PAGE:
What is the connection between Software Asset Management (SAM) and a baby? Wait a minute and read!
Well, as a father, I have watched my two kids – a boy and a girl – closely: how they grew up, learning every day, adding capabilities with experience. While they were tiny, cute and quite manageable in the earliest part of their lives, the educational requirements for their parents have become more demanding every year. This is an excellent example of how to “grow with your challenges”. Nature was smart enough to stretch the demanded level of parental excellence required for a pubescent teenager to more than a decade. It’s good that children are small and have few needs when they are born. Their development takes a long time and I am happy that this gave me enough time to develop as a parent. I’m saying this with a smile, because I can’t complain about my children as they are prepare to start their studies at university.
SAM needs to grow up, too
With this lesson learnt in my life, I am concerned about customers who “give birth” to their corporate Software Asset Management (SAM) program, expecting at least high-school grade performance within the first year of life. Why is that? Am I partly guilty for helping to provide a SAM tool that suggests an easy way of dealing with a highly complex matter? Is it because people in IT – since in most cases they are responsible for achieving license compliance transparency – usually believe everything can be automated with a simple script or a sophisticated tool, if required?
It is true that correct licensing is a tough issue. A myriad of software deployments across heterogeneous platforms, and a long history of license purchases and master agreements, meet frequently changing licensing terms from hundreds of software vendors. This creates a complex recipe for a lack of transparency and a range of challenges. Anyone responsible for license compliance in an organization may be at a loss and wondering how to deal with this. However those people should remember that their “baby” is neither meant to start university, buy a house or plan a marriage any time soon.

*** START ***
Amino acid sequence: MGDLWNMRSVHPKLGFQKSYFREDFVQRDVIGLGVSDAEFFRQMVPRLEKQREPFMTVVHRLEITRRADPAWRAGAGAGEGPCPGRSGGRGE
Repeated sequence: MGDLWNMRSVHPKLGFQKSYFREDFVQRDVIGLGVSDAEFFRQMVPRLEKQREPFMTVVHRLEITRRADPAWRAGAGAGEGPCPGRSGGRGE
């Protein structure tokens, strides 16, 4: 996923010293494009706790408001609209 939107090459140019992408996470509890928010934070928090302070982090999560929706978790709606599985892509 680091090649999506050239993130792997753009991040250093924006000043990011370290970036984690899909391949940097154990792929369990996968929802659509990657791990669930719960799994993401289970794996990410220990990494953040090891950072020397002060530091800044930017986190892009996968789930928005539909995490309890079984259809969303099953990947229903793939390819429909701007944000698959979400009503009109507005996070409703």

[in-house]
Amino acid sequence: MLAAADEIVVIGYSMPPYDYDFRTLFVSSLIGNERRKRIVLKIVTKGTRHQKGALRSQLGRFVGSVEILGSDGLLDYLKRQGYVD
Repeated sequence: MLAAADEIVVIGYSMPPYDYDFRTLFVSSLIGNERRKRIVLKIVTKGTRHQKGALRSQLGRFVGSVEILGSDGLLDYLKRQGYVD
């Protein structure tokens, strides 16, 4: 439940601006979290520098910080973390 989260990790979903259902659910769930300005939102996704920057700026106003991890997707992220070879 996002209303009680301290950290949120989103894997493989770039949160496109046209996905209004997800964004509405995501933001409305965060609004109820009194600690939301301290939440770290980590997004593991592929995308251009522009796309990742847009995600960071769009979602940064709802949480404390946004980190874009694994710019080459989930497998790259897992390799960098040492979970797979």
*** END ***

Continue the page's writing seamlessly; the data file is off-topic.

Think big but act small. That’s the secret to taking care of your newborn SAM program.
- … create a corporate environment that establishes a friendly space to grow.
- … make sure that everyone – especially all senior managers – understand that learning and improving is a process, not a single project.
- … promote your mission statement, explain your vision, identify and engage with everyone in the company, telling them that you need to raise your “baby” with safety, commitment and sustainability.
- … develop a roadmap based on priorities, but take the time to understand the issues and learn how to succeed.
- … continuously reprioritize your intermediate goals and optimize your processes. But on the other hand, no, don’t expect that you will gain complete control over compliance for most or even all of your software vendors.
And no, don’t pretend you can achieve compliance through an all-out assault.
Have fun in what you are doing
One of the key factors on your way to achieving continuous control and management of license compliance is to establish a resilient starting point. Choose the software vendor that is most important for your organization and start to understand the situation. Review and analyze the relevant volume license agreements. Collect and reconcile your license purchase history. Those initial tasks are essential before you start looking at all those software deployment data you may have already gathered. Only then can you establish transparency over the haze of where respective applications are installed and how they are used. The SAM tool will help you to reconcile your technical inventory with all the available licenses that you have already validated.
Once you have established the opening balance for the first vendor – or even just for a single product family – you have reached the point at which you can hand over this defined scope to your operational SAM team. Since they then have all relevant information and understand the reconciliation process, they are enabled to maintain license compliance transparency. This is a time to celebrate and promote the progress to your managers, before you start another iteration for initial reconciliation of compliance with another vendor, or the next product family.
Slowly but surely, your SAM program will grow and flourish. Enjoy your journey while you see it maturing. Dale Carnegie once said: “People hardly succeed, unless they have fun in what they are doing.” Having fun is a result of your success and the esteem in which you are held by those that understand the value of your work. Take care, stay dedicated, and see your SAM program maturing step-by-step.